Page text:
The Quiet Warriors

In recent weeks the church world was again rocked by scandal. The sad thing is I could write that lead sentence about once a quarter and be right. Sometimes the scandal makes national news; often, it is more regional. Repeatedly seeing these headlines of failure makes it easy to assume the moral and ethical bankruptcy of faith in Christ. But unwritten and unheralded are those I choose to call “The Quiet Warriors.”

The quiet warriors are the women and men that live out their faith with integrity and little fanfare. Few become leaders, and most shun the spotlight. They quickly see through the cult of personality surrounding the bright lights of the faith and seek instead to simply follow Jesus in all things.

Over my years, I’ve known many quiet warriors. I’ve seen the positive and life-giving effect they imparted to others by modeling faith. But “quiet” does not mean silent. In many ways, they are like Gideon’s 300.

Gideon’s story is found in Judges, chapters six through eight. Two neighboring nations had invaded Israel with, according to the account, an army the size of a vast swarm of locust. Gideon assembled an army of over 30,000, but God said that was too many. Gideon tested his army, and it shrunk to around 20,000 – God said it was still too many. Through one more test, Gideon’s army reduced to three hundred.

Three hundred men against an uncountable foe, it wasn’t a fair fight – God was on Gideon’s side. In the dark of night, the 300 surrounded the camp. At a signal from Gideon, they broke the clay pots concealing their torches and blew their trumpets. The opposing army was thrown into confusion and ran away fighting one another. And we never hear about the 300 again or learn their names.

While the 300 faded into the background, Gideon became a national hero and a failure. One of Gideon’s last acts was to create an “ephod,” a kind of memorial statue or idol to be worshipped. Gideon’s career began by tearing down an idol, and it ended with him creating another one.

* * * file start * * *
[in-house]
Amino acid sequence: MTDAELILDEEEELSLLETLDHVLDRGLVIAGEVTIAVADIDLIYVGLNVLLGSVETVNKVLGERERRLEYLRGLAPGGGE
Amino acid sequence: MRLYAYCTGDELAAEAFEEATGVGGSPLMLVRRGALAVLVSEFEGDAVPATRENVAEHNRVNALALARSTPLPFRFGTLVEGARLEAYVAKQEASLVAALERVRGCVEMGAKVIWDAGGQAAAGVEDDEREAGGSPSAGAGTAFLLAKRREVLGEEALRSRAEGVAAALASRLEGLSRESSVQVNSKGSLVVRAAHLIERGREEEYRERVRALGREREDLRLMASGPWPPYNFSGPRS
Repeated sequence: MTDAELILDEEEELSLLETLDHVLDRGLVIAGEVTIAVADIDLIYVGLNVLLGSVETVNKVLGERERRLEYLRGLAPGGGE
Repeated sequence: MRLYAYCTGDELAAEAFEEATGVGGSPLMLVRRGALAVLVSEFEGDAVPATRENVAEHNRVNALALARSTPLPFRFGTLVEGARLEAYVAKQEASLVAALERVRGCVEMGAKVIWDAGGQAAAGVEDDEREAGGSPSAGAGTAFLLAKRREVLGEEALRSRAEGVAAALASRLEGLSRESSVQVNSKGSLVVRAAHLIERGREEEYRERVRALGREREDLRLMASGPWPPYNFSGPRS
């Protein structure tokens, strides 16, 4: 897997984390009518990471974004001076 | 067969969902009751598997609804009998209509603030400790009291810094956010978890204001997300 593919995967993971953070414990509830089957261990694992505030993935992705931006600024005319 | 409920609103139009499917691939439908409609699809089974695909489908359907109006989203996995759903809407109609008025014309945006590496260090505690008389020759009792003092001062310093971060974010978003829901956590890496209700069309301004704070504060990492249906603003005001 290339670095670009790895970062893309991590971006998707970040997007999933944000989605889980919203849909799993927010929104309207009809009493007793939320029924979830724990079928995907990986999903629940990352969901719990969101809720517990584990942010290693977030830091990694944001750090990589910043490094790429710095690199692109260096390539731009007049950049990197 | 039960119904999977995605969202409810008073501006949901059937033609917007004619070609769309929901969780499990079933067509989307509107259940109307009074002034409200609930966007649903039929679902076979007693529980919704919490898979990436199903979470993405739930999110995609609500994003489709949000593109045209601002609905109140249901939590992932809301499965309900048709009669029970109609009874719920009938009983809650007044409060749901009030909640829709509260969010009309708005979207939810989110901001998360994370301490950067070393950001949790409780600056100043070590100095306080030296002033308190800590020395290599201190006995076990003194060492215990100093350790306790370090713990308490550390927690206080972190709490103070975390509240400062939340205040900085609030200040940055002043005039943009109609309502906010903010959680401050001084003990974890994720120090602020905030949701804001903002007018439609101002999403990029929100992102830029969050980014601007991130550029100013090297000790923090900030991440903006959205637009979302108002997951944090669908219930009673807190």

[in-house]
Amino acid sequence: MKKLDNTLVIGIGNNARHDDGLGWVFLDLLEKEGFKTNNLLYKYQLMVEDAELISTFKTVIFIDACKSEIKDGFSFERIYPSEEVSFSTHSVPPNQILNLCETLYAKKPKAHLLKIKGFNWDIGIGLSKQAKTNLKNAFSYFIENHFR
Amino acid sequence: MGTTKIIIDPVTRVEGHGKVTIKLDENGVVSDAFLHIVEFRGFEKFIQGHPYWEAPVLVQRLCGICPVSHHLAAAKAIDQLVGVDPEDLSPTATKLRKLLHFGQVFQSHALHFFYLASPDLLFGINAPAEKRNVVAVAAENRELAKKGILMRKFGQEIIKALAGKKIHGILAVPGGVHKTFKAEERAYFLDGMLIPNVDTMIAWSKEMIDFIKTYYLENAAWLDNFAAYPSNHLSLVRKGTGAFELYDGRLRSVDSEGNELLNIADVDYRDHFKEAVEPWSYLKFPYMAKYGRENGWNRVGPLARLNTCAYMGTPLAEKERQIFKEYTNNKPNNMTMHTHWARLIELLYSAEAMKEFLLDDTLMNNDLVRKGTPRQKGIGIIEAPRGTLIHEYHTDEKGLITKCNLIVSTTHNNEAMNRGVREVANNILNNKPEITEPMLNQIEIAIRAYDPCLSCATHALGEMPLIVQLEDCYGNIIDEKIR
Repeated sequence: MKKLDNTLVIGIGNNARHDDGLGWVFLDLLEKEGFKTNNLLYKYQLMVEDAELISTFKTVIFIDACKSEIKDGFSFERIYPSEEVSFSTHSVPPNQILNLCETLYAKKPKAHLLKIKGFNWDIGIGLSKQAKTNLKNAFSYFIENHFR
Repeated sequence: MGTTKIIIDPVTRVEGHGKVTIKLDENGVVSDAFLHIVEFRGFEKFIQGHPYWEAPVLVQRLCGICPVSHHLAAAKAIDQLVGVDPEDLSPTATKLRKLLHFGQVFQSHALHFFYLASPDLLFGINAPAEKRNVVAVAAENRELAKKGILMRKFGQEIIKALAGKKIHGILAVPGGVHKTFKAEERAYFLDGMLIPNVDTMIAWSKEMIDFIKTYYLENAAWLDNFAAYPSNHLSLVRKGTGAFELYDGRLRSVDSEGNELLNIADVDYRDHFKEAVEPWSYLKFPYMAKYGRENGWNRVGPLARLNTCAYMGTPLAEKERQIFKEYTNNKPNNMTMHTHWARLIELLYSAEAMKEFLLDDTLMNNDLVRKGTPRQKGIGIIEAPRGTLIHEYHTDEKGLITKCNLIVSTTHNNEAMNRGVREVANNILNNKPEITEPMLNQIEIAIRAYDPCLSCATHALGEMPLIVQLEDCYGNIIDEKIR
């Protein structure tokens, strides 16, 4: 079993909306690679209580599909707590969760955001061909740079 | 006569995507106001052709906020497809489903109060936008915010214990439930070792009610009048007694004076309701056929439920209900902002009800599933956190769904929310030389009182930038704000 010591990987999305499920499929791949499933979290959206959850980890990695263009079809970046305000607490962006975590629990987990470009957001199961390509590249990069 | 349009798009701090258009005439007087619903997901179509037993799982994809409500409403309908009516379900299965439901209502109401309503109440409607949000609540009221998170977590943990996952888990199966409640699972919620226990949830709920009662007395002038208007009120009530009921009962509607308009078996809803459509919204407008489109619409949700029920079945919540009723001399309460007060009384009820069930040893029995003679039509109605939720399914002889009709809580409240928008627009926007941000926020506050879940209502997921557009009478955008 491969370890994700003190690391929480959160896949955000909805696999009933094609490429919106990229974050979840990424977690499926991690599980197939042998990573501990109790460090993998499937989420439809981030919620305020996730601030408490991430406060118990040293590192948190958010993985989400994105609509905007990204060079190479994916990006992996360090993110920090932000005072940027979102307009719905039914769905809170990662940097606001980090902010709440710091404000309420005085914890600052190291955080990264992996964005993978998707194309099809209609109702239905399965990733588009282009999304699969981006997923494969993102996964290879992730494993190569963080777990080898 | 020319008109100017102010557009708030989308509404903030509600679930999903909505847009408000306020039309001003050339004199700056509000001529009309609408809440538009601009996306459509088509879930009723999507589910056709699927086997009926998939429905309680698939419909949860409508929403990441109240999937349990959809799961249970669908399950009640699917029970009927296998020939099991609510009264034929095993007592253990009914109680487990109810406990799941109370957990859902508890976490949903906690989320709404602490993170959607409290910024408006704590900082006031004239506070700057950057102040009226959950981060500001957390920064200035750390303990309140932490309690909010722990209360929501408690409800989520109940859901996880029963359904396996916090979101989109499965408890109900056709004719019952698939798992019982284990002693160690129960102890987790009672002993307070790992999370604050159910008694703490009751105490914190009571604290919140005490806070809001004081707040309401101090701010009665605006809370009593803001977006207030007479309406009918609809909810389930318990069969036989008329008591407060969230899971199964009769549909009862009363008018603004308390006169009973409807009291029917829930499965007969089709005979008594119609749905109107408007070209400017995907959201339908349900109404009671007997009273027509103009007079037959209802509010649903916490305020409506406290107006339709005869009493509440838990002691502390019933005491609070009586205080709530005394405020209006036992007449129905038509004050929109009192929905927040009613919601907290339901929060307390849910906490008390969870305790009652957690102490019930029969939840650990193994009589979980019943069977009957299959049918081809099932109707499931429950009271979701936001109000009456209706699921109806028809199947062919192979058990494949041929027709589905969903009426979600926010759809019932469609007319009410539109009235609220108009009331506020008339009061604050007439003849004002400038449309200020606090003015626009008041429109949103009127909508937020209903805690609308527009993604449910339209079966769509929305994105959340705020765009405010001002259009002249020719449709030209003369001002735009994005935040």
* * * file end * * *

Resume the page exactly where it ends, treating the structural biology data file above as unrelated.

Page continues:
We, as a body of believers, need fewer Gideon’s and more of the quiet warriors like the three hundred. It was easy in Gideon’s time, and even more so now, for folks to fall prey to the cult of personality. Shall I name the names of our fallen idols? Those heroes of the faith which proved to have feet of clay.  We do need leaders, but we need them to be cut from the same cloth as the quiet warriors. Humble women and men of integrity that are seeking to follow Jesus with an unshakable love.

Gideon had a remarkable life and miraculous experiences with God. The arc of his character changed considerably from his fearful beginnings to being one of the esteemed judges of Israel. But in the end, he too fell from his pedestal. There was a time when Gideon’s path was attractive to me. To see God’s hand doing mighty miracles and crushing the enemies of the faith in some fantastic way and winning the acclaim of others. But now, perhaps being a bit older and a bit wiser, I prefer the path of the quiet warriors. Living a life of integrity as God gives me the grace to do it, shining the light of the Gospel with little fanfare, speaking when necessary but desiring more to listen and pray with watchful expectations.

I suppose that I write this for one purpose. It is okay, and even God’s plan for folks to be those quiet warriors of the faith. So often, we feel “less than” because our experience doesn’t match some bright light. Or that our church is small while others are large. Or that we don’t seem to be effective in reaching others with the Gospel. Remember the Parable of the Talents beginning in Matthew 25:14.

In the parable, the servants are given different amounts to steward, invest, and grow. The point isn’t how much one was given or how much they returned but what they did with it. God has graced us all in some way; it is all a matter of what you do with it. That’s something the quiet warriors of the faith know well.

Dale Heinold
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